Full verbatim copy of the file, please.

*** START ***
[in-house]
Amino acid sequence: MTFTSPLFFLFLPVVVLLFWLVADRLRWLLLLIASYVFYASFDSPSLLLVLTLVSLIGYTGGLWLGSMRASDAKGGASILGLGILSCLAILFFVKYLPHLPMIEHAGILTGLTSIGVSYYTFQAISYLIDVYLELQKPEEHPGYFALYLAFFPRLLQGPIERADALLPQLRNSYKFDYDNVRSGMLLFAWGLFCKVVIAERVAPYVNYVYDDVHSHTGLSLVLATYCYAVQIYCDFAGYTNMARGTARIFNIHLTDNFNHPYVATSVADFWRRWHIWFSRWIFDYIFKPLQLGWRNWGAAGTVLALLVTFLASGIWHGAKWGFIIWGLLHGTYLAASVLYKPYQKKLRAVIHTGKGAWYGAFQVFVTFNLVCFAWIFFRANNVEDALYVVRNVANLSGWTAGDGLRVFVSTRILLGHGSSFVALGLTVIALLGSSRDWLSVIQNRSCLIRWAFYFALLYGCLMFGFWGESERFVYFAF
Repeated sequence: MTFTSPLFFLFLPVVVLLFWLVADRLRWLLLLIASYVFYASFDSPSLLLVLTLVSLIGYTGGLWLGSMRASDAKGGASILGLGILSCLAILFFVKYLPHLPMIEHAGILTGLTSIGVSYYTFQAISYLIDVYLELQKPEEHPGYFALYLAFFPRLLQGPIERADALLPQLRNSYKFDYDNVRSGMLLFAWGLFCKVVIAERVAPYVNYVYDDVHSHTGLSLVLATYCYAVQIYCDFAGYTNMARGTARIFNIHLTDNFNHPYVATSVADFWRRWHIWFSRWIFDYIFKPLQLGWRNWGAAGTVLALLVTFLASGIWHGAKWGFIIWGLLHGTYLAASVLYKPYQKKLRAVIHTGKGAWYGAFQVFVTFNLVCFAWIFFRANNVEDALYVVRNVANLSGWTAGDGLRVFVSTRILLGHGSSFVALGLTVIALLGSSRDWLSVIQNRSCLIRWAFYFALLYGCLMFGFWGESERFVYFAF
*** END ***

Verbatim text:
[in-house]
Amino acid sequence: MTFTSPLFFLFLPVVVLLFWLVADRLRWLLLLIASYVFYASFDSPSLLLVLTLVSLIGYTGGLWLGSMRASDAKGGASILGLGILSCLAILFFVKYLPHLPMIEHAGILTGLTSIGVSYYTFQAISYLIDVYLELQKPEEHPGYFALYLAFFPRLLQGPIERADALLPQLRNSYKFDYDNVRSGMLLFAWGLFCKVVIAERVAPYVNYVYDDVHSHTGLSLVLATYCYAVQIYCDFAGYTNMARGTARIFNIHLTDNFNHPYVATSVADFWRRWHIWFSRWIFDYIFKPLQLGWRNWGAAGTVLALLVTFLASGIWHGAKWGFIIWGLLHGTYLAASVLYKPYQKKLRAVIHTGKGAWYGAFQVFVTFNLVCFAWIFFRANNVEDALYVVRNVANLSGWTAGDGLRVFVSTRILLGHGSSFVALGLTVIALLGSSRDWLSVIQNRSCLIRWAFYFALLYGCLMFGFWGESERFVYFAF
Repeated sequence: MTFTSPLFFLFLPVVVLLFWLVADRLRWLLLLIASYVFYASFDSPSLLLVLTLVSLIGYTGGLWLGSMRASDAKGGASILGLGILSCLAILFFVKYLPHLPMIEHAGILTGLTSIGVSYYTFQAISYLIDVYLELQKPEEHPGYFALYLAFFPRLLQGPIERADALLPQLRNSYKFDYDNVRSGMLLFAWGLFCKVVIAERVAPYVNYVYDDVHSHTGLSLVLATYCYAVQIYCDFAGYTNMARGTARIFNIHLTDNFNHPYVATSVADFWRRWHIWFSRWIFDYIFKPLQLGWRNWGAAGTVLALLVTFLASGIWHGAKWGFIIWGLLHGTYLAASVLYKPYQKKLRAVIHTGKGAWYGAFQVFVTFNLVCFAWIFFRANNVEDALYVVRNVANLSGWTAGDGLRVFVSTRILLGHGSSFVALGLTVIALLGSSRDWLSVIQNRSCLIRWAFYFALLYGCLMFGFWGESERFVYFAF